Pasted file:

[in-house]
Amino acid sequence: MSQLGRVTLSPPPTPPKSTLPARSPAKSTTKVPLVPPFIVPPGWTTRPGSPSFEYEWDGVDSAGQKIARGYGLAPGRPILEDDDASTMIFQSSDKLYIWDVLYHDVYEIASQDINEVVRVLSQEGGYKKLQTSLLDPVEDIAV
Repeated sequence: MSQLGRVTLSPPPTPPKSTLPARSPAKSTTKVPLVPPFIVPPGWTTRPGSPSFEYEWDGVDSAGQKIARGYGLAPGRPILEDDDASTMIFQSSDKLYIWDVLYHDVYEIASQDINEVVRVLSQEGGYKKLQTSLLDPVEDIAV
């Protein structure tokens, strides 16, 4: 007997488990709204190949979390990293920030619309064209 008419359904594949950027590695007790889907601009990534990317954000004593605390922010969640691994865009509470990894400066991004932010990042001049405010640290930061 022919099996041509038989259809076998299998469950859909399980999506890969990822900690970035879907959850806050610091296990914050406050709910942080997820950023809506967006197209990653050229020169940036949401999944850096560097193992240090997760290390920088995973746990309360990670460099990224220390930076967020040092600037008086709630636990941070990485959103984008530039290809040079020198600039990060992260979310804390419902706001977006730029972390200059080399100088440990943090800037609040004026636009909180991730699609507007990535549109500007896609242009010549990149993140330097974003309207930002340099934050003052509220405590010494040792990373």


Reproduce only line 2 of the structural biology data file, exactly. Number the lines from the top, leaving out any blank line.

Amino acid sequence: MSQLGRVTLSPPPTPPKSTLPARSPAKSTTKVPLVPPFIVPPGWTTRPGSPSFEYEWDGVDSAGQKIARGYGLAPGRPILEDDDASTMIFQSSDKLYIWDVLYHDVYEIASQDINEVVRVLSQEGGYKKLQTSLLDPVEDIAV